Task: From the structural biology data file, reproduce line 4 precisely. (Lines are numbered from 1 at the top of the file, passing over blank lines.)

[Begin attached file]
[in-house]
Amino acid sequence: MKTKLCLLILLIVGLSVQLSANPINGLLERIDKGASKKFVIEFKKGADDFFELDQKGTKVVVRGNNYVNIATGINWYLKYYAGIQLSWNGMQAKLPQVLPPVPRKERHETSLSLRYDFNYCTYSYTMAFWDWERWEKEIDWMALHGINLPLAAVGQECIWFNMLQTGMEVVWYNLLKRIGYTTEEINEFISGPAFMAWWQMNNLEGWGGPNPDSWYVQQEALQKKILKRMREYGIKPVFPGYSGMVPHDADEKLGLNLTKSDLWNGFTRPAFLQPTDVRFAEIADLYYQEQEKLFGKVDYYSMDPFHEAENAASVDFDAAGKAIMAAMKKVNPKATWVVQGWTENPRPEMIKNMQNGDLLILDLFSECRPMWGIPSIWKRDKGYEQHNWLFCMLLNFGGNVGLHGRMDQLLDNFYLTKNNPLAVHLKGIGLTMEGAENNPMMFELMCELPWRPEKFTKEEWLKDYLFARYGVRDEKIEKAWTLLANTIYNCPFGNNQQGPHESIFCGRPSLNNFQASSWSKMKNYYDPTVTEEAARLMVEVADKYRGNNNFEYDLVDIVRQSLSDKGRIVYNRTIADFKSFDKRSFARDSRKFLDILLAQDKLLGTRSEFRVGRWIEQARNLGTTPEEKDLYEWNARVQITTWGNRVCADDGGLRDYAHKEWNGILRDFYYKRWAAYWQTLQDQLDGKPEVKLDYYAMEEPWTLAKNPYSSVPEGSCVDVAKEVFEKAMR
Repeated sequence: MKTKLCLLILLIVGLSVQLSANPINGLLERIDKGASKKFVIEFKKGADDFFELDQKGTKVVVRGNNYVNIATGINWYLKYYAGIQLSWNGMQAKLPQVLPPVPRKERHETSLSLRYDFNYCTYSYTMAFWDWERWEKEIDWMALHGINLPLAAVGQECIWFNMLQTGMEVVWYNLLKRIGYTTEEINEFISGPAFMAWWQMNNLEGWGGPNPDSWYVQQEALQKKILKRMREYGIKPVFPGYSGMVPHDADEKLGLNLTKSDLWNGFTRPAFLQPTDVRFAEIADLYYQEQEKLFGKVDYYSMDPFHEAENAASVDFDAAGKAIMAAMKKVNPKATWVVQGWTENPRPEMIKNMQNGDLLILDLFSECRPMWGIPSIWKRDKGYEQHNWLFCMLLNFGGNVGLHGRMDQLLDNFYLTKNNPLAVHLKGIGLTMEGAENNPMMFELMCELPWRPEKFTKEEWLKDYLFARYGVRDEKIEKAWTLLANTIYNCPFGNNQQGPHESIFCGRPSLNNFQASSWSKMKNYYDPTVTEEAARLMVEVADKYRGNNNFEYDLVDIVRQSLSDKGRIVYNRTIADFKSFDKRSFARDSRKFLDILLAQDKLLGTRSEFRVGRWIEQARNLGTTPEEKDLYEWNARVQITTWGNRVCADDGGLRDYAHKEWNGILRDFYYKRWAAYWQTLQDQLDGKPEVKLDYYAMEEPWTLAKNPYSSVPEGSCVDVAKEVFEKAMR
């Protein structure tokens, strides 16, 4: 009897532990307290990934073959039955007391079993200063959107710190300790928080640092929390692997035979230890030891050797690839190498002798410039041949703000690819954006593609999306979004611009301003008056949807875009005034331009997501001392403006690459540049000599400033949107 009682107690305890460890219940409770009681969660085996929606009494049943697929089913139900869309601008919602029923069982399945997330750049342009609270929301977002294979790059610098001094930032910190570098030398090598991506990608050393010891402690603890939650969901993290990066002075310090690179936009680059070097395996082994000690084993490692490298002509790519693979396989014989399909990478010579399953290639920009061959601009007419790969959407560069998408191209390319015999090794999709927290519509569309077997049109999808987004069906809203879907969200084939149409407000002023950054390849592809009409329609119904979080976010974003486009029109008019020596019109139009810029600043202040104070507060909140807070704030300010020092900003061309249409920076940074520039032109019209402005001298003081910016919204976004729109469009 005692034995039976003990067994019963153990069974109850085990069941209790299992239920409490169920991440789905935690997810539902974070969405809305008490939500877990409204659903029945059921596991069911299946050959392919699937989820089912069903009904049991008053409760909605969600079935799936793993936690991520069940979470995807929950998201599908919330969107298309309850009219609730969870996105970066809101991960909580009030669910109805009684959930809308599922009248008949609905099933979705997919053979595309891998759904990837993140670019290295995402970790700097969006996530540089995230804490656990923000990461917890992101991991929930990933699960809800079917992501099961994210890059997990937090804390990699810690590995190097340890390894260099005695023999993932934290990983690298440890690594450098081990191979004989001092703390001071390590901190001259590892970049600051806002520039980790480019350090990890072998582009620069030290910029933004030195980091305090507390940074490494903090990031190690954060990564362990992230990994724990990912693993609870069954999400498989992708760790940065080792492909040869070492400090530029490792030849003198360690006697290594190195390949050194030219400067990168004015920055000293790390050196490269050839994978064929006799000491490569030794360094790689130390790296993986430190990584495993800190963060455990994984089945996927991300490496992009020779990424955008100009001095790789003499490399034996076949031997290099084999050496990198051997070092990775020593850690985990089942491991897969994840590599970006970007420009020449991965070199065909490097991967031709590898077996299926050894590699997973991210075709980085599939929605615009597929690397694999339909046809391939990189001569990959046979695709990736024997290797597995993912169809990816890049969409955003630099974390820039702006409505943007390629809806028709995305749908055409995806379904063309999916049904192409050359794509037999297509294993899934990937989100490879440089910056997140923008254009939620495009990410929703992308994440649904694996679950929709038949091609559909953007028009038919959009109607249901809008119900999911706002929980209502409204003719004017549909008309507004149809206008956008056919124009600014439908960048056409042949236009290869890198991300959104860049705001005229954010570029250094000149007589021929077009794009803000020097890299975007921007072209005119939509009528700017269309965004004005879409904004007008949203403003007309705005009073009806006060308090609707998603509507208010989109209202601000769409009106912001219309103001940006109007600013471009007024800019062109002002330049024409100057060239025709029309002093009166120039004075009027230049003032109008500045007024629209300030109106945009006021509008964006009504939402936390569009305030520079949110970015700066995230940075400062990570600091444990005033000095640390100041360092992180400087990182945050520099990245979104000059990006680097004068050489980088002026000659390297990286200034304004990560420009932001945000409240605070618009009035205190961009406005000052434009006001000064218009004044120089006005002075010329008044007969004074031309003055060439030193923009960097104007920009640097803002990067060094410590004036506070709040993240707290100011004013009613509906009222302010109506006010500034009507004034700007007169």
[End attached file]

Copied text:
């Protein structure tokens, strides 16, 4: 009897532990307290990934073959039955007391079993200063959107710190300790928080640092929390692997035979230890030891050797690839190498002798410039041949703000690819954006593609999306979004611009301003008056949807875009005034331009997501001392403006690459540049000599400033949107 009682107690305890460890219940409770009681969660085996929606009494049943697929089913139900869309601008919602029923069982399945997330750049342009609270929301977002294979790059610098001094930032910190570098030398090598991506990608050393010891402690603890939650969901993290990066002075310090690179936009680059070097395996082994000690084993490692490298002509790519693979396989014989399909990478010579399953290639920009061959601009007419790969959407560069998408191209390319015999090794999709927290519509569309077997049109999808987004069906809203879907969200084939149409407000002023950054390849592809009409329609119904979080976010974003486009029109008019020596019109139009810029600043202040104070507060909140807070704030300010020092900003061309249409920076940074520039032109019209402005001298003081910016919204976004729109469009 005692034995039976003990067994019963153990069974109850085990069941209790299992239920409490169920991440789905935690997810539902974070969405809305008490939500877990409204659903029945059921596991069911299946050959392919699937989820089912069903009904049991008053409760909605969600079935799936793993936690991520069940979470995807929950998201599908919330969107298309309850009219609730969870996105970066809101991960909580009030669910109805009684959930809308599922009248008949609905099933979705997919053979595309891998759904990837993140670019290295995402970790700097969006996530540089995230804490656990923000990461917890992101991991929930990933699960809800079917992501099961994210890059997990937090804390990699810690590995190097340890390894260099005695023999993932934290990983690298440890690594450098081990191979004989001092703390001071390590901190001259590892970049600051806002520039980790480019350090990890072998582009620069030290910029933004030195980091305090507390940074490494903090990031190690954060990564362990992230990994724990990912693993609870069954999400498989992708760790940065080792492909040869070492400090530029490792030849003198360690006697290594190195390949050194030219400067990168004015920055000293790390050196490269050839994978064929006799000491490569030794360094790689130390790296993986430190990584495993800190963060455990994984089945996927991300490496992009020779990424955008100009001095790789003499490399034996076949031997290099084999050496990198051997070092990775020593850690985990089942491991897969994840590599970006970007420009020449991965070199065909490097991967031709590898077996299926050894590699997973991210075709980085599939929605615009597929690397694999339909046809391939990189001569990959046979695709990736024997290797597995993912169809990816890049969409955003630099974390820039702006409505943007390629809806028709995305749908055409995806379904063309999916049904192409050359794509037999297509294993899934990937989100490879440089910056997140923008254009939620495009990410929703992308994440649904694996679950929709038949091609559909953007028009038919959009109607249901809008119900999911706002929980209502409204003719004017549909008309507004149809206008956008056919124009600014439908960048056409042949236009290869890198991300959104860049705001005229954010570029250094000149007589021929077009794009803000020097890299975007921007072209005119939509009528700017269309965004004005879409904004007008949203403003007309705005009073009806006060308090609707998603509507208010989109209202601000769409009106912001219309103001940006109007600013471009007024800019062109002002330049024409100057060239025709029309002093009166120039004075009027230049003032109008500045007024629209300030109106945009006021509008964006009504939402936390569009305030520079949110970015700066995230940075400062990570600091444990005033000095640390100041360092992180400087990182945050520099990245979104000059990006680097004068050489980088002026000659390297990286200034304004990560420009932001945000409240605070618009009035205190961009406005000052434009006001000064218009004044120089006005002075010329008044007969004074031309003055060439030193923009960097104007920009640097803002990067060094410590004036506070709040993240707290100011004013009613509906009222302010109506006010500034009507004034700007007169």